Bringing together the cultures of
Japan and Vietnam through coffee and banh mi
What do you think of when you hear the word “Vietnamese coffee”? In Japan, not many people know how to enjoy Vietnamese coffee. Coffee beans grown in Vietnam have a history of being bought from all over the world to make canned coffee and all-you-can-drink coffee at hotels. In response to this situation, a project called “Café Bamboo” was started in order to improve the status of Vietnamese coffee beans and to promote the Vietnamese way of drinking coffee in Japan.
The characteristics of Vietnamese coffee are closely related to its history. When the country was a French colony, the French began to cultivate the lobster variety, which was popular at the time. Vietnam’s climate was suitable for cultivation, but its bitter and weak flavor characteristics did not suit the Vietnamese palate. That’s when they invented the now popular method of sweetening coffee by adding condensed milk to it. Condensed milk was added to fresh juices in the past, and this is said to have been adapted to the new way of drinking coffee. A unique way of enjoying coffee was born from the mixture of foreign culture and home culture.
Ikebukuro, where IKE・SUNPARK is located, is well known in Vietnam, and many Vietnamese people live here. “It’s exactly because of this location that we decided to open a shop as an opportunity to mix Vietnamese and Japanese culture and make it widely known. This is our first time to open a shop, but we’re ready for it,” says Hatano, one of the owners of Café Bamboo, with a smile.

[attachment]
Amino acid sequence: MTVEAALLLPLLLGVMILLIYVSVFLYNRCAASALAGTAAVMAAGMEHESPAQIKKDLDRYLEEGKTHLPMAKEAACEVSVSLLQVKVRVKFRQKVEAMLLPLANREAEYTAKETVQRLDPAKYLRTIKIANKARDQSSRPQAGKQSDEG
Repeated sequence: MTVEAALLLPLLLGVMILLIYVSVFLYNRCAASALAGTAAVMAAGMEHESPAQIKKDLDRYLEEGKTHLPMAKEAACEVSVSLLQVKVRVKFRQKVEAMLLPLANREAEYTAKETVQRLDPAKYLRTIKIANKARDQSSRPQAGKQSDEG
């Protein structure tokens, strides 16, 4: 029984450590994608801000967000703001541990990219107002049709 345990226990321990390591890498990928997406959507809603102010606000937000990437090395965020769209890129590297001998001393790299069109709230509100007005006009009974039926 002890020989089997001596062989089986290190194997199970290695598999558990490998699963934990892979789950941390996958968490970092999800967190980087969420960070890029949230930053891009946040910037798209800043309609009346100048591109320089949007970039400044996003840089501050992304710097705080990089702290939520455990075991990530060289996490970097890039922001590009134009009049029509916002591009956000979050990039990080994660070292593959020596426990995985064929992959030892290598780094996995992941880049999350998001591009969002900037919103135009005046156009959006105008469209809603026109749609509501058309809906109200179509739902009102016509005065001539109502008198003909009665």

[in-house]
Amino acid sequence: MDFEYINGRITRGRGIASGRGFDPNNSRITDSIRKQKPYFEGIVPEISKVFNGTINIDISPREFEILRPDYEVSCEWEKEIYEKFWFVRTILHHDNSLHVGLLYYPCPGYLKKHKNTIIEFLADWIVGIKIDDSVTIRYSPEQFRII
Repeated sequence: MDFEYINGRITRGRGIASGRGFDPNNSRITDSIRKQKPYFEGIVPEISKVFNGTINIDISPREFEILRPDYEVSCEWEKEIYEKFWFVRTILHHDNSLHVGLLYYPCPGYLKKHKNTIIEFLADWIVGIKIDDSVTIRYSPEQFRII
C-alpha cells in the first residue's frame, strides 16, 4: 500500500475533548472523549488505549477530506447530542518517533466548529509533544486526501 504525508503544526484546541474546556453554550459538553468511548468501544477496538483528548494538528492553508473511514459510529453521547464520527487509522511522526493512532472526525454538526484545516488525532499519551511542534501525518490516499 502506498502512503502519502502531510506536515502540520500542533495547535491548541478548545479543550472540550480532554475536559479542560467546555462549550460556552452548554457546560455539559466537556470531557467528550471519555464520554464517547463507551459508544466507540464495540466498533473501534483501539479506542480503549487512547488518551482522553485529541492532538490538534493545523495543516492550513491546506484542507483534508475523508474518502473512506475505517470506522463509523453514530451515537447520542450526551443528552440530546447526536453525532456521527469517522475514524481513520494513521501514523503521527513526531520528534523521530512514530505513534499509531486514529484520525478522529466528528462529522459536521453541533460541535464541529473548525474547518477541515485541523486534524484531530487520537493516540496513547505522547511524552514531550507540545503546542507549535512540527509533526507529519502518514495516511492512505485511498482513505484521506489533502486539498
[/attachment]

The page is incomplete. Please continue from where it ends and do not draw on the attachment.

At KOTO-PORT, they plan to use vegetables from the Farmers Market held on weekends as ingredients for their signature dish, banh mi (Vietnamese sandwiches) along with coffee.
Hatano says, “I hope that in the near future Café Bamboo will become a place where the Vietnamese community living in Higashi-Ikebukuro can expand and mix with the Japanese culture.” It would be nice if their Vietnamese coffee and banh mi would become a bridge between Japan and Vietnam.
This is a new business started in collaboration with Vietnamese coffee growers with the aim of improving the status of Vietnamese coffee, which is sold and bought at low cost. As the first step, Café Bamboo was established with the idea of “bringing together the cultures of Japan and Vietnam through coffee and banh mi,” offering tasty Vietnamese food to the broad age range of park visitors and the multicultural community of Ikebukuro.
The restaurant’s signature dish, banh mi, is made with seasonal vegetables from farmers across the country, and the restaurant aims to combine the tastes of Vietnam and Japan in its dishes.